This young city of forty years’ growth of giant proportions, which has spnmg into existence with its unparalleled activity, can claim a degree of architectural beauty and taste in many of its public and private edifices, which can be said of few cities of its age and proportions. For this diffusion of architectural and we proportions. beauty refinement, are indebted to our architects, among the foremost and leading of whom is Mr. W. W. Boyington. We take pleasure in referring to some of the more important structures that have been erected from his designs, and under his immediate supervision among which may be mentioned, the Sherman House, Garrett Block, Loomis Marble Block, St. Paul’s Church, First Presbyterian Church, of Ladies’ University Chicago, Young Seminary, at Hyde Park; also, Lombard University, Galesburg; Illinois State Penitentiary, at Joliet, besides very many others of equal merit, which will long continue as monuments of his architectural skill and taste. Mr. Boyington has been a resident of Chicago for the last eight years, and by the interest he has manifested, not in only Architecture, but in every good work whereby civilization could be advanced, and suffering humanity relieved, has secured for him a wide circle of friends. He has recently removed to “Garret Block,” corner of State and Randolph Streets, where he has fitted up a suite of commodious rooms, for the better accommodation of his increased business.
Chicago Evening Post, October 12, 1867
Buildings Erected by W. W. Boyington, 85 Washington Street.
Dwelling—In the plain French style, with marble front, for Mr. Tuthill King, on Wabash avenue. Three stories, with basement. Size, 25 by 40 feet. Cost $10,000.
Dwelling—In the plain French style, with pressed brick front, for Mrs. McCalla,, on Wabash avenue. Three stories, with basement. Size 25 by 50 feet. Cost $7,000.
One-story Building and Alterations—For restaurant, in the plain style, with pressed brick front, for Mrs. W. J. Johnson, corner Wabash avenue and Monroe street. Size 40 by 130 feet. Cost $10,000.
Two Stores—On State Street, built in the Italian style, with marble front, four stories in height, for Messrs. H. & A. Keep. Size, 48 by 110 feet. Cost, $35,000.
Store—On River Street, plain style, with pressed brick front, four stories in height, for Mr. Matthew Laflin. Size, 30 by 100 feet. Cost $10,000.
Store— On River Street
One Large Store—On Wabash avenue, corner of Randolph streetFor Messrs. McKay Brothers, built in the Italian style, five stories in height, with marble fronts. Size 48 by 90 feet. Cost, $50,000.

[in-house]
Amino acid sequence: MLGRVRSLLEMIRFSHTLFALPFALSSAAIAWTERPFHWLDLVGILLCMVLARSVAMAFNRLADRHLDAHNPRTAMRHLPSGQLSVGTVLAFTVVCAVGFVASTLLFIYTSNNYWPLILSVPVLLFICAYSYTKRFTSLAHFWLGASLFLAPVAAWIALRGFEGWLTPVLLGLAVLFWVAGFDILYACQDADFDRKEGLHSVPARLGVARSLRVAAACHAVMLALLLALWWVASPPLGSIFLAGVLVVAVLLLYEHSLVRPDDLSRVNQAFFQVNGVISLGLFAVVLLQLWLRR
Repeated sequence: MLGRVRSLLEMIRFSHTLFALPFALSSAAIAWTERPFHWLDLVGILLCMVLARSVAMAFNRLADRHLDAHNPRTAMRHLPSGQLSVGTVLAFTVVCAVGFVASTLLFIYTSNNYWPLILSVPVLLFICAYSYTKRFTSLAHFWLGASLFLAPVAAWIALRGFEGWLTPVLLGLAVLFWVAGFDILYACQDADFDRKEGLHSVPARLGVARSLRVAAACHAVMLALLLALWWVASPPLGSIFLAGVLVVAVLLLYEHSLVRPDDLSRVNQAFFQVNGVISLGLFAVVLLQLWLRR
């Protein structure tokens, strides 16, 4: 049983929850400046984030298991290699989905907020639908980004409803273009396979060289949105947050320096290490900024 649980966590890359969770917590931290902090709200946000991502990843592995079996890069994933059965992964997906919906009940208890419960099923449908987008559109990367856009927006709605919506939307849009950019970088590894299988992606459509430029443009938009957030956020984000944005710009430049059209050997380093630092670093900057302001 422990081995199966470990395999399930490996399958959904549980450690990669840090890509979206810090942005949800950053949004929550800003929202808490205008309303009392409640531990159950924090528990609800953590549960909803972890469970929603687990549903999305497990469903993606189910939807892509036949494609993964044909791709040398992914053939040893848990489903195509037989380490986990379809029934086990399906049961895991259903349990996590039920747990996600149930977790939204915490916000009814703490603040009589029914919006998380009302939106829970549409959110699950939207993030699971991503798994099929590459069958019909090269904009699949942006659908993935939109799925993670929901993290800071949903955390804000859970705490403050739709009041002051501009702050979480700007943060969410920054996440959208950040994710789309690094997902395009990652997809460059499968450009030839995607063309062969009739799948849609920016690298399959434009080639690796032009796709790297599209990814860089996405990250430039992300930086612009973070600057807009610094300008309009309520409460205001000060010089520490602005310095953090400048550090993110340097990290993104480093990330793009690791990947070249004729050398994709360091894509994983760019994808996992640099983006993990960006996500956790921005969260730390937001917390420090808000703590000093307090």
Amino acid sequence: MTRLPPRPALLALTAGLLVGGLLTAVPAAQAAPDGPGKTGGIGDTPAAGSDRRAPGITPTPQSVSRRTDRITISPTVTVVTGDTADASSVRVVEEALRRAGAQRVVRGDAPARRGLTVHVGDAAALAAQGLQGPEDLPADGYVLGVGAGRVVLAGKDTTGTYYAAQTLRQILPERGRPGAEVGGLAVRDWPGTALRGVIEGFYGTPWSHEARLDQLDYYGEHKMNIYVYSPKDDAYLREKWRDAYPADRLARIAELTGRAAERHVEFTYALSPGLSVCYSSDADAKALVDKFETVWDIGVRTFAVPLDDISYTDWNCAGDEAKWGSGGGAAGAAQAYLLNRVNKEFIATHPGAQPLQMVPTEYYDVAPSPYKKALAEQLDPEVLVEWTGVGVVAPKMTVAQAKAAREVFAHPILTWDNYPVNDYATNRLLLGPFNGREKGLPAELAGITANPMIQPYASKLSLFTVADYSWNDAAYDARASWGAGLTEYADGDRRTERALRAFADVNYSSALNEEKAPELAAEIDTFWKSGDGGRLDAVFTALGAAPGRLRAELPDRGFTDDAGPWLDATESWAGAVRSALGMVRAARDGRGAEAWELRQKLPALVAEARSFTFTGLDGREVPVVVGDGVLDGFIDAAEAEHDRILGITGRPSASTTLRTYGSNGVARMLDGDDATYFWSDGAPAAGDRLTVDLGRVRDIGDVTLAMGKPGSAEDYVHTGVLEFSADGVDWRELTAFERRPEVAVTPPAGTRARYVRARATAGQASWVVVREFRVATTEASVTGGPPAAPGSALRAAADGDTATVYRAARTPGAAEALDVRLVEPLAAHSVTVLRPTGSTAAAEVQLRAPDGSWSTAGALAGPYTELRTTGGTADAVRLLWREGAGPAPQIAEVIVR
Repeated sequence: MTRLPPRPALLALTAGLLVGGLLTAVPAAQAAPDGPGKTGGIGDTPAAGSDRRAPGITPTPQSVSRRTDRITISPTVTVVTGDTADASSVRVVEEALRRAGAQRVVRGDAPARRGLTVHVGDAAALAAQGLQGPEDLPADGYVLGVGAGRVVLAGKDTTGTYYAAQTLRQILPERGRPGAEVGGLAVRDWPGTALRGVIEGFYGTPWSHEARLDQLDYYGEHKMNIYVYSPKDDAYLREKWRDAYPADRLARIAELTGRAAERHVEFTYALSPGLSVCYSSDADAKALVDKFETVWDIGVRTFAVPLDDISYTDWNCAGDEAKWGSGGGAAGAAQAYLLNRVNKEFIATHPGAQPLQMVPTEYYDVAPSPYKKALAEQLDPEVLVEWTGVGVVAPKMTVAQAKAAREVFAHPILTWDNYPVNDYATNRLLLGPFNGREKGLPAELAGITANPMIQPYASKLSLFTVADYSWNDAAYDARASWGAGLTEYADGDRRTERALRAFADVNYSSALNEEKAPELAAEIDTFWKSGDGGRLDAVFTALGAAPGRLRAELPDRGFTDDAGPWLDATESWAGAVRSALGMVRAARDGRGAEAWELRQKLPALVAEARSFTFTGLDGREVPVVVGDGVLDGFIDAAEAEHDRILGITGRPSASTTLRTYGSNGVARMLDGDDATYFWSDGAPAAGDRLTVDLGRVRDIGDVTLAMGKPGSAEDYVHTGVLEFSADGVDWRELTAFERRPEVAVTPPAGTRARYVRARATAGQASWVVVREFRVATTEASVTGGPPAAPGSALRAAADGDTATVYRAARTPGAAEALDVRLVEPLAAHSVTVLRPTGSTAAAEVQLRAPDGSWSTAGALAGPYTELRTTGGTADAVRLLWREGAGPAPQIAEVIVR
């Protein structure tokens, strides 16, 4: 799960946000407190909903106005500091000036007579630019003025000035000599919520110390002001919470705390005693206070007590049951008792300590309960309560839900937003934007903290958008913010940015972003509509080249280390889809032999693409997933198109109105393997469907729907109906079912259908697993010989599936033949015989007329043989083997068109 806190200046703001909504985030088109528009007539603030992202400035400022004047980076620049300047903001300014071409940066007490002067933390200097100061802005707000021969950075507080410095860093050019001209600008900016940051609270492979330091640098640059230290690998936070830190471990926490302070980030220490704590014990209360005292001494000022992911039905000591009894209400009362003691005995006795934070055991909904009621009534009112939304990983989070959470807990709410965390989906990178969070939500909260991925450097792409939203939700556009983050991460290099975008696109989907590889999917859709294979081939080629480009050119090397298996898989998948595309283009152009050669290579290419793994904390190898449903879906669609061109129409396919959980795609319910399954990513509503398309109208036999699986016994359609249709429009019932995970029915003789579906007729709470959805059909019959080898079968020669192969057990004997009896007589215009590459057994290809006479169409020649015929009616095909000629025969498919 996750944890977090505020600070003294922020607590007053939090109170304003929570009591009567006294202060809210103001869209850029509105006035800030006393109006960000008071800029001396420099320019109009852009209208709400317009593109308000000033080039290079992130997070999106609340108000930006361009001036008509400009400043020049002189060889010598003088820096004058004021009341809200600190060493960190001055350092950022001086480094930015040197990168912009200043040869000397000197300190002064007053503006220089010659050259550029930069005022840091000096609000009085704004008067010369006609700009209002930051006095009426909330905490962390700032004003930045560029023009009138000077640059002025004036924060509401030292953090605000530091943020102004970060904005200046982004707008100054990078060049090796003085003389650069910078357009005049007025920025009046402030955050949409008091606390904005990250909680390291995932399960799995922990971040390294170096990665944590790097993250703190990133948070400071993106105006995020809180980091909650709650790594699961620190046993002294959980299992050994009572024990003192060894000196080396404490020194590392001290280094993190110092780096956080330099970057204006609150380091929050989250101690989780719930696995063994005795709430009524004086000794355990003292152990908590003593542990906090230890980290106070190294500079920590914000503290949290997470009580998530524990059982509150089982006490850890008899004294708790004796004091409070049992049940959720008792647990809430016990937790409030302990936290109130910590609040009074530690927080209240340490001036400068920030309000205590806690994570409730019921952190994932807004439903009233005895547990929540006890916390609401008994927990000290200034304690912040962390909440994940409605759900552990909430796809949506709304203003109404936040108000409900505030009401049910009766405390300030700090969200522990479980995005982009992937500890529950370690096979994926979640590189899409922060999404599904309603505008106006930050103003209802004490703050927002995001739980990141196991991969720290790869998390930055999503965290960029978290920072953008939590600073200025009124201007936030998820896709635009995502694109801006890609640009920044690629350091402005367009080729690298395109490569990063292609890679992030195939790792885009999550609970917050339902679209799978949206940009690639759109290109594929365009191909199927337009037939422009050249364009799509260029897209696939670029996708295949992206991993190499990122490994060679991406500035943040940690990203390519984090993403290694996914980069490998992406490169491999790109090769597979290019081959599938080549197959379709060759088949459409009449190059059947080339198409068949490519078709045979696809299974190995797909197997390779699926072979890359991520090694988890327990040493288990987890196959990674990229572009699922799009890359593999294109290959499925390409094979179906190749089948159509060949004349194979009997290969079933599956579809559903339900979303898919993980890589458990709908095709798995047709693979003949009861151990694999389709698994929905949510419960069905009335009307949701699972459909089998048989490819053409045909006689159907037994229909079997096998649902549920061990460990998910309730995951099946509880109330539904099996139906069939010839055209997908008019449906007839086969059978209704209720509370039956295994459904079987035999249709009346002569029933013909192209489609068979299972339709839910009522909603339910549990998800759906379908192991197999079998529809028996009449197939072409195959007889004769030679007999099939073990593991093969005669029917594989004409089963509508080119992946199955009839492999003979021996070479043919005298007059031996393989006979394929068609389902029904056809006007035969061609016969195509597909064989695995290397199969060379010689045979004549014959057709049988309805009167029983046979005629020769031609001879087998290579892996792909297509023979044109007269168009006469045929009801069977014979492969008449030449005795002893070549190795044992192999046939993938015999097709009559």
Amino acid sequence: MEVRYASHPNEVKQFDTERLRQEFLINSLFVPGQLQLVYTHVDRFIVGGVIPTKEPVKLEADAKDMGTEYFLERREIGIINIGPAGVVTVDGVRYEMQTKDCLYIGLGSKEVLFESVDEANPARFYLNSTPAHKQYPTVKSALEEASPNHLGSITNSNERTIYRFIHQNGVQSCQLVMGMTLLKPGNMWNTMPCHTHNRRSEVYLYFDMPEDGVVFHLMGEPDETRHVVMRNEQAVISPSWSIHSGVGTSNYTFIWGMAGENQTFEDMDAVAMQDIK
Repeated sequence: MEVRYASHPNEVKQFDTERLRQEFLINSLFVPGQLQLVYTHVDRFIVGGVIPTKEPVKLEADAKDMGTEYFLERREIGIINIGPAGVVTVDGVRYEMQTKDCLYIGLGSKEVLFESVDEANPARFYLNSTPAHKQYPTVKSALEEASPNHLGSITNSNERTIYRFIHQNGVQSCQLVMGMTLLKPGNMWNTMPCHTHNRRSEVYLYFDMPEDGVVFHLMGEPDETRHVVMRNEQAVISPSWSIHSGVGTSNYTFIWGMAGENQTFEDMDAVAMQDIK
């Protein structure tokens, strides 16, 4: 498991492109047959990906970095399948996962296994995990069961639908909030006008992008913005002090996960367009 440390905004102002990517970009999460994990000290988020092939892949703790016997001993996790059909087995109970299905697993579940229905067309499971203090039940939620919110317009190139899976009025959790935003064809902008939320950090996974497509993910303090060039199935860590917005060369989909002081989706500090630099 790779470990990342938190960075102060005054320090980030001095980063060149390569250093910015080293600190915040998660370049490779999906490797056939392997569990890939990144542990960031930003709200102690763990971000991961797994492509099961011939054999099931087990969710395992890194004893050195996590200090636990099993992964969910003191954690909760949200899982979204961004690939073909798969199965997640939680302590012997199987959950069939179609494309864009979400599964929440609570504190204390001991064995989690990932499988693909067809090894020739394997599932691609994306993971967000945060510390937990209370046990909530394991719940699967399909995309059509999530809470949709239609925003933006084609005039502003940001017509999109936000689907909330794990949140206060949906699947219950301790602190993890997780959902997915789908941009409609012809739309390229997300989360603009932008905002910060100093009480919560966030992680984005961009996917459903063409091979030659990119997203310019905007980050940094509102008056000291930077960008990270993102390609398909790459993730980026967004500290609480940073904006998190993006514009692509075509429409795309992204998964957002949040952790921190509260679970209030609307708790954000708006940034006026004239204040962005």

Museum and Library of the Academy of Sciences—On Wabash Avenue, brick front, four stories in height, plain fire-proof, 50×55 feet. Cost, $35,000.
Four Dwellings—For C. T. Wheeler, on Wabash avenue, built in the Italian style, with marble fronts, three stories, with basement, 100×40 feet. Cost, $40,000.
Dwelling—On Michigan avenue, in the French style, with pressed brick front, for Mr. W. W. Kimball, three stories, with basement, 25×60 feet. Cost, $8,000.
Dwelling—On Michigan avenue for H. B. Cone, French style, with pressed brick front, 25×60 feet. Cost, $9,000.
Three Dwellings—On Twenty-first street, for Mr. A. Bigelow, built in plain style, with pressed brick front, three stories, size 67 by 45 feet. Cost, $13,000.
Passenger Depot and Office Building—Of the Michigan Southern and Rock Island railway companies, on Van Buren street. Built in the Italian style, five stories in height, with rock-faced stone, 180 by 600 feet. Cost, $360,000.
Oriental Building—On La Salle street, for Mr. George E. Walker. Built in Oriental style, five stories in height, with marble front; size, 75 by 120 feet. Cost, $125,000.
Store and Offices—For Mr. J. V. Farwell, four stories, marble front, in plain French style; size, 45 by 100 feet. Cost, $35,000.
Hall of the Young Men’s Christian Association—On Madison street and Broadway Place. In plain French style, with marble front, four stories in height, 45 by 100, and 81 by 120 feet. Cost, $130,000.
Rush Medical College—On the corner of North Dearborn and Indiana streets. Built in the Italian style, four stories high, with pressed brick front. Size, 53×65 feet. Cost, $50,000.
Five Dwellings—On corner of North State and Ontario streets, for J. V. Farwell. Built in the French style, with artificial stone front, two stories high. Size, 40×109 feet. Cost, $25,000.
The Water Works—Engine house on Chicago avenue, two stories high. Built in the castellated style, with rock ashlar front, Cost, $85,000. Water tower, 175 feet high, and forty feet square at the base. Built in castellated style, with rock ashlar fronts. Cost, $60,000. Shops, barns etc., two stories high, 50×132 feet, built in plain style, with brick front. Cost, $25,000.
Store and Offices—On Washington street, for Messrs. Goodkins & Roberts. Built in plain style, with brick front. Cost, $7,500.
Store and Offices—On Washington street, for Messrs. Mason & Miller. Built in same style as preceding. Size, 24×60 feet. Cost, $20,000.
Dwelling—On Michigan avenue, for Mr. J. L. Collins. Built in the Italian style, with brick front. Two stories and basement. Size, 24×60 feet. Cost, $8,000.
Boarding House and Stores—On the corner of Rush and Illinois streets, for W. S. Johnston, Jr. Built of wood, plain style. Size, 60×100 feet. Cost, $12,000.
Century Methodist Church—On Monroe street. Built in the early English Gothic style. Cost, $20,000.
Lead and Paint Works—Of Mr. D. B. Shipman, on the corner of Dearborn and Fifteenth streets, built in the plain style, of brick, three stories high. Cost, $20,000.
Addition to Sherman House—Six stories high, in the Italian style, with marble front, size 40 by 80 feet. Cost, $40,000.
Dwellings—On the corner of West Adams and Morgan streets, for Messrs. Bishop & Dean, built in the French style, with marble fronts, size 60×72 feet. Cost, $20,000.
Building—Of the Fifth Baptist church, on the corner of Morgan and West Harrison streets, built in the Romanesque style, of brick, with cut stone trimmings, size 79×125 feet. Cost, $50,000.
Frame Addition to Dwelling—On Wabash avenue, for F. C. Sherman, two stories and basement, in French style. Cost $4,000.